Luke 1.11-17 Soon after healing the centurion's slave, Jesus went to a town called Nain, and his disciples and a large crowd went with him. As he approached the gate of the town, a man who had died was being carried out. He was his mother's only son, and she was a widow; and with her was a large crowd from the town. When the Lord saw her, he had compassion for her and said to her, "Do not weep." Then he came forward and touched the bier, and the bearers stood still. And he said, "Young man, I say to you, rise!" The dead man sat up and began to speak, and Jesus gave him to his mother. Fear seized all of them; and they glorified God, saying, "A great prophet has risen among us!" and "God has looked favorably on his people!" This word about him spread throughout Judea and all the surrounding country.
Reflection Jesus sees beyond the widow’s tears and external appearance of loss. He sees beyond the social condition that defines her as invisible. (A woman with neither husband nor son has no place in society) Jesus sees a deeper truth that rejects the social political narrative of his time in favor of a pastoral relationship with the widow. Jesus looks at the widow, truly sees her, allows himself to be touched by her situation (even makes himself ritually unclean by touching the dead man’s coffin), and Jesus loves her. In the ineffable light of his love the widow is miraculously transformed, she receives new life.
Of course this raises difficult questions for us. Who in our world needs to be seen? Are we willing to look straight into the face of suffering and allow ourselves to be touched by it? How do we look with compassion at the widows and widowers, the lost , the lonely, the bereaved and the least among us? How shall we allow the transforming light of Christ to shine through us into the darkest moments of the sick, the elderly, the foreigners, the handicapped, the prisoners, and the strangers? How could we do better?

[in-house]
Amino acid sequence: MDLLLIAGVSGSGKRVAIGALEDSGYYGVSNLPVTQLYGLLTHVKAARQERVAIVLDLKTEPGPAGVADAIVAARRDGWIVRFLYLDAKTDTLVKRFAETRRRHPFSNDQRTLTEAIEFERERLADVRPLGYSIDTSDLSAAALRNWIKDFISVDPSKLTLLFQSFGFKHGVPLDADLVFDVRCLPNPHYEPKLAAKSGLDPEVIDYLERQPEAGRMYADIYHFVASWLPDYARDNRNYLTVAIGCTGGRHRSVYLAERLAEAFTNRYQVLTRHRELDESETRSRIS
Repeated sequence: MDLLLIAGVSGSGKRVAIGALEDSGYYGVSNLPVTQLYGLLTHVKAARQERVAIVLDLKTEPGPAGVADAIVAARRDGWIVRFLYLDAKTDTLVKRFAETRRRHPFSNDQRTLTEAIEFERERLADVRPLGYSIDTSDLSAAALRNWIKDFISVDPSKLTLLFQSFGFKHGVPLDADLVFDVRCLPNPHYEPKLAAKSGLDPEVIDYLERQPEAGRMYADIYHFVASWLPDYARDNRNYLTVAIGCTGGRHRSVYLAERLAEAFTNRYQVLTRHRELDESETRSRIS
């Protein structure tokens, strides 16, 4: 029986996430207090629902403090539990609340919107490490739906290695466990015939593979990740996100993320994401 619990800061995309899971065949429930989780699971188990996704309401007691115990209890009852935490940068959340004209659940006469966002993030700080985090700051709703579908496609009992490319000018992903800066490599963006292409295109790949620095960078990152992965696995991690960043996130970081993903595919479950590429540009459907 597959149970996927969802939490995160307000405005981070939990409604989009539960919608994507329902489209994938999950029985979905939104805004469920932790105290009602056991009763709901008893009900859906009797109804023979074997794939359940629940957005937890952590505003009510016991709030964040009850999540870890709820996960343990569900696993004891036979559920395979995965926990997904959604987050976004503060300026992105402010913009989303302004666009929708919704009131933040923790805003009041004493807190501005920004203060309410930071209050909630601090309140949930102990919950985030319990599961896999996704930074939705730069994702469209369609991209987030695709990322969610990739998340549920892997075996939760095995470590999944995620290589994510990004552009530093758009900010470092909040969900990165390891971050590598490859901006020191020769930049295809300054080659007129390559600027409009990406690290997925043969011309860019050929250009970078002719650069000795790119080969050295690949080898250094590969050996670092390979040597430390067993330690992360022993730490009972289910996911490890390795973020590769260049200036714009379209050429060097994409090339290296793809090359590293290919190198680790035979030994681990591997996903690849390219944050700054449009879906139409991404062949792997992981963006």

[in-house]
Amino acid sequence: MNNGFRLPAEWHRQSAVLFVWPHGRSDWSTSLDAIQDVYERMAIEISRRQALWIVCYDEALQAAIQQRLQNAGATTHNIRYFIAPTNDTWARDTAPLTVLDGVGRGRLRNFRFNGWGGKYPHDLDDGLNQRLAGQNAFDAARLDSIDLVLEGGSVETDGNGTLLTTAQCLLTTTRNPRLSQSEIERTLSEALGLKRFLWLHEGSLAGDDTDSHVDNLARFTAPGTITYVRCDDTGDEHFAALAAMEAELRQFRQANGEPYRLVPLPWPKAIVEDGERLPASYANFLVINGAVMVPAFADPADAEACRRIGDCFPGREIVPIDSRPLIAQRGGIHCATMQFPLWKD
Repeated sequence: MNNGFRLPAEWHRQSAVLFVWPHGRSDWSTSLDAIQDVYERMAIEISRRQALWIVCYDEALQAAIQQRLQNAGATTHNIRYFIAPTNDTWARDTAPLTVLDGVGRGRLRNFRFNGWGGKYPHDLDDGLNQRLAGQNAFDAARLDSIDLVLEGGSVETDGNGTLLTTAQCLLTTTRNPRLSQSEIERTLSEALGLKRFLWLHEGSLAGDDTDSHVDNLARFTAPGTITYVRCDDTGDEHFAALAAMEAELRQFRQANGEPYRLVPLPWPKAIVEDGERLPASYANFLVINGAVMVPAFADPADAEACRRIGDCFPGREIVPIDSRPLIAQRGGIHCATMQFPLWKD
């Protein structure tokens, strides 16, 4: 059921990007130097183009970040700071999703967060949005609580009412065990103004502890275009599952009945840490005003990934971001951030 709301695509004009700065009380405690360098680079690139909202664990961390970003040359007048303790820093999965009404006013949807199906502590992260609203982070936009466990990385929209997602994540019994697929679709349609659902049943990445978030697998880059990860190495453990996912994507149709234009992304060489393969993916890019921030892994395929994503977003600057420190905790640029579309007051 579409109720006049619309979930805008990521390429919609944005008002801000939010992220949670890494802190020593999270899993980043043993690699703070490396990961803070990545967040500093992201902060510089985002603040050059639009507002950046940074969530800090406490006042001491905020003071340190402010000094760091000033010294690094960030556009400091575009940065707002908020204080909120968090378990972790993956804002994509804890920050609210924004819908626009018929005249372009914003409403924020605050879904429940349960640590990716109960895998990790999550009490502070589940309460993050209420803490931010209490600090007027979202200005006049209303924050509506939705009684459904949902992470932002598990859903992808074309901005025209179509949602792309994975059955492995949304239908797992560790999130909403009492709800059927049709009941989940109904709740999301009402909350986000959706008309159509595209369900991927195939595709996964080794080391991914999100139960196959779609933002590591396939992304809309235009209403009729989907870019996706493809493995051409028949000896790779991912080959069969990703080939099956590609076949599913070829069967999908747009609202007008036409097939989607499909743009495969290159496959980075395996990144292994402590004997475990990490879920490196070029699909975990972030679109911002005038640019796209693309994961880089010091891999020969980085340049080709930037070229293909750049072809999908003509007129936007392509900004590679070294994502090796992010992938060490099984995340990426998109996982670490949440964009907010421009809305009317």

It is easy to stay hidden in the crowd, paying our respect, shuffling our feet, muttering platitudes; “Isn’t it awful. How could such a thing happen. The world has gone to hell in a hand-basket. Let me know if there is something I can do.” All the while our eyes are diverted and our hearts are sealed.
The compassionate way of Jesus expects more. The compassionate way of Jesus expects us to look directly into the face and fullness of our neighbors' suffering. The compassionate way of Jesus expects us to be touched and affected by our neighbors’ suffering and loss. The compassionate way of Jesus expects us to see a deeper truth that rejects the social political narrative of our time in favor of loving relationships with anyone in our world who suffers. The compassionate way of Jesus expects us to reach out and touch our neighbors and make a difference in their lives.
If you found this post to be meaningful please click on icons below to share it. Thank you.